I Published My First Ruby Gem!
July 14, 2021 in ruby

Finally, I built my own gem and published it on RubyGems. In this post, I will share everything I learned about building and sharing gems. For a brief introduction to Ruby gems, please checkout my previous post. Hope you find it useful.

There are two ways to create your own gem:

  1. Manual (the hard way)
  2. Using Bundler (the easy way)

If you haven’t created a gem before, I recommend creating one the hard way, i.e. creating all the files and the folder structure manually. Once you understand the role and purpose of each, and why we do it that way, start using Bundler for your future gems. We will start with the hard way first, to understand how Bundler alleviates a lot of boilerplate code for us.

The Hard Way

Let’s say we would like to create a package to implement all the algorithms from the famous CLRS book, because, why not? So here’s how we’d go about it.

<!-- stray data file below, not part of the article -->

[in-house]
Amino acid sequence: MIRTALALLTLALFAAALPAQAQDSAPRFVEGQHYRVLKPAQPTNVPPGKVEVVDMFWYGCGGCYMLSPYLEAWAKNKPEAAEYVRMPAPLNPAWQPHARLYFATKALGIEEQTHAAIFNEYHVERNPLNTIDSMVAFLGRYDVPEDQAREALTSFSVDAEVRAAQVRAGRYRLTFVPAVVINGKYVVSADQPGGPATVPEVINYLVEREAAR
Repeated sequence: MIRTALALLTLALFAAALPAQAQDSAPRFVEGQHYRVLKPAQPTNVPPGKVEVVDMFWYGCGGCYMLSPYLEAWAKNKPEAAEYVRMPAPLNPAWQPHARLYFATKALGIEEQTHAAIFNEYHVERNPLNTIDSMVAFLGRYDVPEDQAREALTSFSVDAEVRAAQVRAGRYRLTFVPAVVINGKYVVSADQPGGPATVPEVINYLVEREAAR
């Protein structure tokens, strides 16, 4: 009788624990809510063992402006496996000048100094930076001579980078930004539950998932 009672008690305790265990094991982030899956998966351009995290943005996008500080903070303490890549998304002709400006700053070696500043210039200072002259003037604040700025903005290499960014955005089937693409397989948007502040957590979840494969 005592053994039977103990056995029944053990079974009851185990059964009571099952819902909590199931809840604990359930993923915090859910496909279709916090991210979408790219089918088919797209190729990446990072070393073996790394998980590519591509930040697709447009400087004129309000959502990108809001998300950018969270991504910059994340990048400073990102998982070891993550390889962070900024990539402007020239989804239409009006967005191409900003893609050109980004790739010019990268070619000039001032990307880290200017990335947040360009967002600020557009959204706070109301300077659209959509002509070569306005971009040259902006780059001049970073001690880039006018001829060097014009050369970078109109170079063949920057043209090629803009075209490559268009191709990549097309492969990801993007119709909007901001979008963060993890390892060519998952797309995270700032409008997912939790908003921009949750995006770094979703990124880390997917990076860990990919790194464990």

Come up with a good name

Make sure it’s not already taken by doing a search on the RubyGems.org website.

You can also use the search command from the console, as follows:

➜  clrs gem search ^clrs$


clrs (2.0.2)

I wanted to name my gem clrs, but I see it’s already taken. So let’s try algorithm, which is available.

Create a directory for the gem and cd into it.

➜  my-gems mkdir algorithm && cd algorithm
➜  algorithm

Create a file named algorithm.gemspec and a lib directory containing algorithm.rb file. The lib directory contains the source code of your gem.

➜  algorithm tree